Manners: Parties Canadian Style!

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by Dale Sproule

The reason we tend to socialize with those from our own cultural background is that everyone shares the same social conventions. If we all know the same “rules”, we are less likely to do something embarrassing.

But as you settle in Canada, sooner or later, you will have to go outside of your “comfort zone”.

If you are just now coming into western culture, you may well be worried about decadence and bad behaviour at social gatherings. After all, through the 1950s and 60s, the drunken man with a lampshade on his head became a symbol of westerners who party a bit too enthusiastically. But despite the recent bad behaviour of Toronto Mayor Rob Ford, there is generally much less tolerance for public drunkenness in western culture today than there once was.

Legal and social pressure has mounted against people drinking and driving. The integration of other cultures and the push for political correctness have been calming influences. And when people can make movies with their cell phones, public drunkenness is no longer simply foolish, it’s also risky. People are now losing jobs for how they behave at parties.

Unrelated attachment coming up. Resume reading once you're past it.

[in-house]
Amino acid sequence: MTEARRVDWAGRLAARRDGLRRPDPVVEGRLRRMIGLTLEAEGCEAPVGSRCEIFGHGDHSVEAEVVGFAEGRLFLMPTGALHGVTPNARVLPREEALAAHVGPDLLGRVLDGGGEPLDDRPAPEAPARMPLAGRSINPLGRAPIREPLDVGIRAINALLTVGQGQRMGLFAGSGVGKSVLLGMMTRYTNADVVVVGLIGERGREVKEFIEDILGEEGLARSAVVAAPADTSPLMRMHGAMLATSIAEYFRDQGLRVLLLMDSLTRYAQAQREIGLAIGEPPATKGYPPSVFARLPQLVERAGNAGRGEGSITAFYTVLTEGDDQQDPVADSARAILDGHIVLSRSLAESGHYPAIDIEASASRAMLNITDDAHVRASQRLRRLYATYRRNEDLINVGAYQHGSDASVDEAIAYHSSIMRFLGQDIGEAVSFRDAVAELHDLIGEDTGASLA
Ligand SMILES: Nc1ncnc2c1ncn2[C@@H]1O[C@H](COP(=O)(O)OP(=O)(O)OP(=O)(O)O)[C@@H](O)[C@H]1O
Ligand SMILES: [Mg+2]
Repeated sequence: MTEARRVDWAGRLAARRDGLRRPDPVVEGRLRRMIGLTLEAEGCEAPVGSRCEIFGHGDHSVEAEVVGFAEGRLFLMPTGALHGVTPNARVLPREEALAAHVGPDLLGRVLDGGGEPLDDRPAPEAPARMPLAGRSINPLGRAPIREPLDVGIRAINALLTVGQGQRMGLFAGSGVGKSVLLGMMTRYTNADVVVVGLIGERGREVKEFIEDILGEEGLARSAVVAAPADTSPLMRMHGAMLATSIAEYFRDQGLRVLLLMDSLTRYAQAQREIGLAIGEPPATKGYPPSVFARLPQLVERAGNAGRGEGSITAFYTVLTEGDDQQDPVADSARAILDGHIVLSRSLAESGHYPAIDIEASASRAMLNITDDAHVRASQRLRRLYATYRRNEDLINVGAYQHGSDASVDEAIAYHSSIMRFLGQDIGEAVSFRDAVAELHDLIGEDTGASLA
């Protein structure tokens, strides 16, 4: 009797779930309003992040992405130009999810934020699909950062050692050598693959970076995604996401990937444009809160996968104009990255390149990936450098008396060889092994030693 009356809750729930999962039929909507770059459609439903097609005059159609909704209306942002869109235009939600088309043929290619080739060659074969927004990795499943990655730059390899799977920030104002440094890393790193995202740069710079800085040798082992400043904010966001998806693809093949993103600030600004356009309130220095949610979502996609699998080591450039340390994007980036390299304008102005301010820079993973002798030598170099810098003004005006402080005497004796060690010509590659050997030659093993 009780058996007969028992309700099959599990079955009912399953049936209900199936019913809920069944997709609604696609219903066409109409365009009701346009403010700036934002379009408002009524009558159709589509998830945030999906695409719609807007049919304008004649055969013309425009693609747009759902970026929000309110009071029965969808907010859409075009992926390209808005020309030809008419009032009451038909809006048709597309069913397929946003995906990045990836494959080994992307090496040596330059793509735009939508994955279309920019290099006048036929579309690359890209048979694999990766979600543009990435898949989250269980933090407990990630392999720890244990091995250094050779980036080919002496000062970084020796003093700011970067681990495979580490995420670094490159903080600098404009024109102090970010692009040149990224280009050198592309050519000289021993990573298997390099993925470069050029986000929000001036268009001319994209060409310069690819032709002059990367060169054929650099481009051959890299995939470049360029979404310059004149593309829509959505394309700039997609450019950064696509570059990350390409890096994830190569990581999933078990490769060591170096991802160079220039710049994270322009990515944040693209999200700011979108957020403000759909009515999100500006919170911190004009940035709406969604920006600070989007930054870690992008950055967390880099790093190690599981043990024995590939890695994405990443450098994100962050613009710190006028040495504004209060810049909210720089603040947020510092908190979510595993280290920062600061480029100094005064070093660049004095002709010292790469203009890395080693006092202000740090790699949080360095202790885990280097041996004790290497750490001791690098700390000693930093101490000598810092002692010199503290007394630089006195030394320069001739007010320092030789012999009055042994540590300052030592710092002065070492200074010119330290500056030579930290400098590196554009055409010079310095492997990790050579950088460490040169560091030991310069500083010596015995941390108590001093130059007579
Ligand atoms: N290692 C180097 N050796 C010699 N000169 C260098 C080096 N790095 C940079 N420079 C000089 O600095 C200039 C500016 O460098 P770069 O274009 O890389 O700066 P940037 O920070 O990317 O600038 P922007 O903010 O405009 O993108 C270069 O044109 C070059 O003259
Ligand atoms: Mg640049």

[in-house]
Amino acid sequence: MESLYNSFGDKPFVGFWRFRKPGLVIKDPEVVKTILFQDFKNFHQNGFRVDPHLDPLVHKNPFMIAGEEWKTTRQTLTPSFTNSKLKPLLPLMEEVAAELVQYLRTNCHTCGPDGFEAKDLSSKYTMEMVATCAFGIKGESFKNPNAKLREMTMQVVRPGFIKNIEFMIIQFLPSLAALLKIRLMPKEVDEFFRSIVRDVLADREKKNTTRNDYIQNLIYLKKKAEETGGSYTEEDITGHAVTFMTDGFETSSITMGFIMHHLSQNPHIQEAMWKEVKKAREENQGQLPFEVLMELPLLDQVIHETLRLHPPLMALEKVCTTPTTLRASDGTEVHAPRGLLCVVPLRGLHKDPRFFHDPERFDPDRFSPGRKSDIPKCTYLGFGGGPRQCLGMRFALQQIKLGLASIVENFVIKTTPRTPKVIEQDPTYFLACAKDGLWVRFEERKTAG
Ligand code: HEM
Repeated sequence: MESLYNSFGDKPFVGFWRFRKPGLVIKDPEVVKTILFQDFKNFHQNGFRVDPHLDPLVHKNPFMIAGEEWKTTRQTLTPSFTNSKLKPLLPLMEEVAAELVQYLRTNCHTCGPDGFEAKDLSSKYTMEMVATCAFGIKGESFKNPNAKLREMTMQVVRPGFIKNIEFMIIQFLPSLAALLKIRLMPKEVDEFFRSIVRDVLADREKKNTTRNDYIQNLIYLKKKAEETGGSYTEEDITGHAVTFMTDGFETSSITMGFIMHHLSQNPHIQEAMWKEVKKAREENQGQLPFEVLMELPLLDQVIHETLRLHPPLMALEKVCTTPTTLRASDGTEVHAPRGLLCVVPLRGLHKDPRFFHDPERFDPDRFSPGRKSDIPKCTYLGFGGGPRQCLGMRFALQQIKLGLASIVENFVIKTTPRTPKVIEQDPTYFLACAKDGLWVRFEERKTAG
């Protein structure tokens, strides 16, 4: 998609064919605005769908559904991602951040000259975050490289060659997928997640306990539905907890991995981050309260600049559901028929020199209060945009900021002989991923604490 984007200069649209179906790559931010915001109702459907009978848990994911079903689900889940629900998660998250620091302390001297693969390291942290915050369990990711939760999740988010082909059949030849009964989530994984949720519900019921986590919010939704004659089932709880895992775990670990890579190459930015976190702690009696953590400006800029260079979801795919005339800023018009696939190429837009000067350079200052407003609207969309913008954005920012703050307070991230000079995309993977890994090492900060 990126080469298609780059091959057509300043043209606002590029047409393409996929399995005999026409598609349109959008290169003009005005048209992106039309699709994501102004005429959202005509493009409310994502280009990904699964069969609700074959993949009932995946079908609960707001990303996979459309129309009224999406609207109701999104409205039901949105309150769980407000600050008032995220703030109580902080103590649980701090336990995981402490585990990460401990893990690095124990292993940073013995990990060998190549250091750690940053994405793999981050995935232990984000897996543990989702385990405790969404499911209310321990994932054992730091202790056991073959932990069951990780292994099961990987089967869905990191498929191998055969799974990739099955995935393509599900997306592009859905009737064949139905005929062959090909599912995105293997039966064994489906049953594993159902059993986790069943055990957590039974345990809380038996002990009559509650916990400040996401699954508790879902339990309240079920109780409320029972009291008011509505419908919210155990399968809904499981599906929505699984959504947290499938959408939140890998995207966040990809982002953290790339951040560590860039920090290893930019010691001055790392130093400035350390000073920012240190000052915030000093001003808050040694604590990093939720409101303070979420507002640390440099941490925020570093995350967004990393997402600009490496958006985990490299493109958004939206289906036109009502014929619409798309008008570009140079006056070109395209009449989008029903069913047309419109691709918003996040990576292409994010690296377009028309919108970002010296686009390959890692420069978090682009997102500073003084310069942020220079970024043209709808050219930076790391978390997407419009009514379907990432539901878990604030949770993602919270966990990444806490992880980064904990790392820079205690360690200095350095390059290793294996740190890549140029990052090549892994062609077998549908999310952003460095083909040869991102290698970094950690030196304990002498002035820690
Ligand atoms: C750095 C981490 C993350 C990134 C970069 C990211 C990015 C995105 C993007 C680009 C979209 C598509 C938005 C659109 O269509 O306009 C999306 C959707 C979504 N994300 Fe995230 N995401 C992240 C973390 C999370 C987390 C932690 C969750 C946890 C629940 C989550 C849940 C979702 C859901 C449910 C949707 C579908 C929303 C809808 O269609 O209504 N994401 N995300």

What can you expect at a Canadian shindig (slang for “a big party”)?

Kids’ Parties

Kids’ parties usually take place during the daytime under adult supervision. The party invitation should tell you the time, location and phone number, so you can call the parents to get details. When you call, mention any food allergies your child may have. Be sure to ask questions like “what will the kids do for fun?” or “how many adults will be there?”